It kind of feels like the Lizzy House show around here. First Constellations arrived, then the entire range of Pearl Bracelets. Now this interview. And just wait until you see what Lizzy goodness we have for you next week. We’re addicted and that’s okay – you will be too after you read our interview!
The Village Haberdashery: You knew you wanted to be a fabric designer since you were six years old. What steps did you take to make that dream a reality?
Lizzy House: When I was about 18 I just decided that it was time to really start trying to figure it out. So I started trying to wrap myself around what I was up against. The internet/blogging/crafting community was not what it is now, so I was making actual phone calls trying to get help. But circumstance and being in the right place at the right time, along with a very strong desire put me where I needed to be and gave me momentum to stick with it, even when it seemed I was doing this mystery thing for mystery purposes. So I would say the most important step is the initial one. Whatever it is that you are going after, you really have to want it, and believe that it is in your reach even if you have no idea how that is supposed to happen.
TVH: Tell us about your design process. How do you get from an idea in your head to finished collection?
LH: I make lists. I draw. I take a picture of the drawing. I redraw on the computer. I work out my repeats. I color. I recolor. I recolor. I send to my imagery to Andover. They put it in there computers. We clean it, and finish it. It gets sent to the mill. 6 weeks later I get strike offs. 6 weeks later I have sample yardage. 8 weeks later, you have yardage. The whole process takes anywhere from 5-8 months from start to finish.
The most important thing that I can say about starting a collection is that all ideas are valuable, and you should never shut yourself down/dismiss ideas before you even get started.
TVH: Every time I’ve seen you, you’ve been wearing a dress made of your own fabric. Now that you’re doing more dressmaking, do you think about how your designs will look as garments as you create them?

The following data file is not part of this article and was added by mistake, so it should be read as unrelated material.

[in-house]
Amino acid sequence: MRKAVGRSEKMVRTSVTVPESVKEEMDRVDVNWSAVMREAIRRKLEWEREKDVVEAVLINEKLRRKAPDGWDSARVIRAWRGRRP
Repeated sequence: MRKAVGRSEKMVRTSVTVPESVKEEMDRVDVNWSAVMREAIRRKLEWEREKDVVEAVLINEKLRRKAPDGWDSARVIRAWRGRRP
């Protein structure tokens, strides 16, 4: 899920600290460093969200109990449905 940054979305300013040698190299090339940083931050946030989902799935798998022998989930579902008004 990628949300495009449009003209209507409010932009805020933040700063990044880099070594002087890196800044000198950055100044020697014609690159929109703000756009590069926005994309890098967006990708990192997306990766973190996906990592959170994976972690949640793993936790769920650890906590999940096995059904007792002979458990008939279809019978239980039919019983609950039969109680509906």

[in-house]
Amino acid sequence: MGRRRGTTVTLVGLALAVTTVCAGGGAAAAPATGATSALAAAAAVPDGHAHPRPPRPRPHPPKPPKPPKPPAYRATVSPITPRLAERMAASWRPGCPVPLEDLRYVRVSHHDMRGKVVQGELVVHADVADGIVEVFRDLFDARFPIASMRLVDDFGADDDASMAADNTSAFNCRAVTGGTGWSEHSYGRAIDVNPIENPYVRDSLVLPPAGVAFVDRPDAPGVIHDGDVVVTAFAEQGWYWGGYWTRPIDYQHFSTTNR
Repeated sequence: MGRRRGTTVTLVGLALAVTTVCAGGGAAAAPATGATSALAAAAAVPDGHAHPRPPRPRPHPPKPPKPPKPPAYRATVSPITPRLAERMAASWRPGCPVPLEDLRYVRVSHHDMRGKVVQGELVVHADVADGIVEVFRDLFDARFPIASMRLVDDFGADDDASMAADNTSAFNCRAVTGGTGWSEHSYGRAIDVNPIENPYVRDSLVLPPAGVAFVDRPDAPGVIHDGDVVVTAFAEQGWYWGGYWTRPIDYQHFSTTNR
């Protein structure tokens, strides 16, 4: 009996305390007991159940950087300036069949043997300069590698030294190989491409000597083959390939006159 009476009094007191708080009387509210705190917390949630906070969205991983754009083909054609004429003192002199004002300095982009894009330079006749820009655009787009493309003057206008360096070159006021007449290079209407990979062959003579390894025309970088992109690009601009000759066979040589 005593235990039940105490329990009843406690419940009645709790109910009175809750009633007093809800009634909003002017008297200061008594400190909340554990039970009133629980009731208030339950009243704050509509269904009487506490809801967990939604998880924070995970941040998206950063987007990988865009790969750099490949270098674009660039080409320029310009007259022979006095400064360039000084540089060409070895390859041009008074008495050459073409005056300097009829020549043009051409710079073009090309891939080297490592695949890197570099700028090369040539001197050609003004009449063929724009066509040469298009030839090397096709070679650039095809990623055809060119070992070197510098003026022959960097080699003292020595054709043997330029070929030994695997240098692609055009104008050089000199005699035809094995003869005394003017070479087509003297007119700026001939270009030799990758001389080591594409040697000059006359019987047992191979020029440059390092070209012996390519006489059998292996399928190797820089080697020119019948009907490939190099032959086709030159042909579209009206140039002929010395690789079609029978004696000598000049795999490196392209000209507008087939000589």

LH: ALWAYS!!!! It’s interesting to look at my work BD (before dressmaking) and AD (after dressmaking). The BD work is meant really for quilting and making quilty things, because that was my intention for the fabric, but the AD fabric in my opinion is so much more versatile. It can do all of the things.
TVH: You’ve mentioned in previous interviews that you get a lot of your inspiration from your travels. What sources of inspiration have you found over the past year, when you stayed closer to home?
LH: My garden has been an endless source of inspiration. It’s amazing that as your life changes, new things fill up the space of used to be things. I think you will see my garden reflected in my work from now on, in some way or another.
TVH: At 27, you’re already a seasoned veteran of the quilting industry with nine collections to your name. How do you see the industry changing?
LH: This is a discussion that I have had with quite a few industry peeps, shop owners, as well as consumers. The industry is moving too fast. And I don’t mean by way of progress. I think that our progress towards apparel, and other sewing adventures is on a really good trajectory. How I mean too fast is the life span and pace of fabric collections. Somehow we put the whole thing into hyperdrive, and it seems like there are a million collections a year, and no collection seems to last more than 5 months. So instead of having a handful of good strong choices, people are presented with a gross amount of mediocre choices, and if they don’t like what’s out right now, all they have to do is wait two weeks to see what’s new. This is hard on everyone. It’s hard on me as an artist, to produce work that just by way of the system has a significantly shorter life span, and therefore is less valuable then work I did in the past. It’s hard on shops, having to promote more, photograph, make samples, all together push new fabric, because there is so much new, and therefore not nearly the re-orders/ sustaining of a line you’ve already invested in. And the consumers have serious fabric ADD. Everyone has become accustom to this pace, but I don’t think it’s really sustainable. So as a designer, who wants to keep designing… I am looking into solutions. We all should be looking into solutions. It’s all feeling a bit too much like a race to me. TMI??? I don’t know…
TVH: You already have two collections out in 2013 (well, they hit UK stores this year, anyway!) – Constellations and the full set of Pearl Bracelets. What else can we look forward to seeing from you this year?
LH: Cats in my homeland. That’s all I can give you.